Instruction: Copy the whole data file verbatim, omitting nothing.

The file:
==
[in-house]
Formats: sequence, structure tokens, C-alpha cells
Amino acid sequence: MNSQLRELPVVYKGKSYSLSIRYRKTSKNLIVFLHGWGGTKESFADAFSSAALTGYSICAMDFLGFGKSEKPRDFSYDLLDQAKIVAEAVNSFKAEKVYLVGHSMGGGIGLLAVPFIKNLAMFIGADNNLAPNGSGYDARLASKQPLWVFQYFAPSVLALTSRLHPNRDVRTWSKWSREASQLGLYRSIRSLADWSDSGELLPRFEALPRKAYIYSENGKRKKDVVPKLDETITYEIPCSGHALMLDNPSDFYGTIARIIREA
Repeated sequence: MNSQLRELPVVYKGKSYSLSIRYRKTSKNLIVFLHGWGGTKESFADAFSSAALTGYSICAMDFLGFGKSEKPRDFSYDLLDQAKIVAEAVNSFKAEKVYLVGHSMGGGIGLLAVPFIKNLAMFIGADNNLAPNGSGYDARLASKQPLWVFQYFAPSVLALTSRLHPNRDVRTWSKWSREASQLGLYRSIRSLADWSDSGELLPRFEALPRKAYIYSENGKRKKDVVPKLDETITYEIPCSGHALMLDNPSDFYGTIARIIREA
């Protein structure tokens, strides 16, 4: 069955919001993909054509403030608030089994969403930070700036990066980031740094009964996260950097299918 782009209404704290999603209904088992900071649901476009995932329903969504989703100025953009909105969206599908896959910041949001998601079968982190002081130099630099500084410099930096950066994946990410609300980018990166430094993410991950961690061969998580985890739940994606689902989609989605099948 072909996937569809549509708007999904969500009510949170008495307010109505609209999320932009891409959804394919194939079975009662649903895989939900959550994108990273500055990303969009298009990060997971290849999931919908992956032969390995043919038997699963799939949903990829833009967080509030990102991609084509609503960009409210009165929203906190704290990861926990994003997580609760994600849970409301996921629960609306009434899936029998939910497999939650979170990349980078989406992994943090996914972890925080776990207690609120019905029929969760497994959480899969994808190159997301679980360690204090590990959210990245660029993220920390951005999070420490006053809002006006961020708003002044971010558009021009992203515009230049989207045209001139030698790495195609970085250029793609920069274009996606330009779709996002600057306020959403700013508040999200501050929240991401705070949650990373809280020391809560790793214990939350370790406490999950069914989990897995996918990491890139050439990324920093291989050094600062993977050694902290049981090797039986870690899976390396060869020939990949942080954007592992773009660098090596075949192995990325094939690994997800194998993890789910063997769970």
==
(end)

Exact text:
[in-house]
Formats: sequence, structure tokens, C-alpha cells
Amino acid sequence: MNSQLRELPVVYKGKSYSLSIRYRKTSKNLIVFLHGWGGTKESFADAFSSAALTGYSICAMDFLGFGKSEKPRDFSYDLLDQAKIVAEAVNSFKAEKVYLVGHSMGGGIGLLAVPFIKNLAMFIGADNNLAPNGSGYDARLASKQPLWVFQYFAPSVLALTSRLHPNRDVRTWSKWSREASQLGLYRSIRSLADWSDSGELLPRFEALPRKAYIYSENGKRKKDVVPKLDETITYEIPCSGHALMLDNPSDFYGTIARIIREA
Repeated sequence: MNSQLRELPVVYKGKSYSLSIRYRKTSKNLIVFLHGWGGTKESFADAFSSAALTGYSICAMDFLGFGKSEKPRDFSYDLLDQAKIVAEAVNSFKAEKVYLVGHSMGGGIGLLAVPFIKNLAMFIGADNNLAPNGSGYDARLASKQPLWVFQYFAPSVLALTSRLHPNRDVRTWSKWSREASQLGLYRSIRSLADWSDSGELLPRFEALPRKAYIYSENGKRKKDVVPKLDETITYEIPCSGHALMLDNPSDFYGTIARIIREA
């Protein structure tokens, strides 16, 4: 069955919001993909054509403030608030089994969403930070700036990066980031740094009964996260950097299918 782009209404704290999603209904088992900071649901476009995932329903969504989703100025953009909105969206599908896959910041949001998601079968982190002081130099630099500084410099930096950066994946990410609300980018990166430094993410991950961690061969998580985890739940994606689902989609989605099948 072909996937569809549509708007999904969500009510949170008495307010109505609209999320932009891409959804394919194939079975009662649903895989939900959550994108990273500055990303969009298009990060997971290849999931919908992956032969390995043919038997699963799939949903990829833009967080509030990102991609084509609503960009409210009165929203906190704290990861926990994003997580609760994600849970409301996921629960609306009434899936029998939910497999939650979170990349980078989406992994943090996914972890925080776990207690609120019905029929969760497994959480899969994808190159997301679980360690204090590990959210990245660029993220920390951005999070420490006053809002006006961020708003002044971010558009021009992203515009230049989207045209001139030698790495195609970085250029793609920069274009996606330009779709996002600057306020959403700013508040999200501050929240991401705070949650990373809280020391809560790793214990939350370790406490999950069914989990897995996918990491890139050439990324920093291989050094600062993977050694902290049981090797039986870690899976390396060869020939990949942080954007592992773009660098090596075949192995990325094939690994997800194998993890789910063997769970």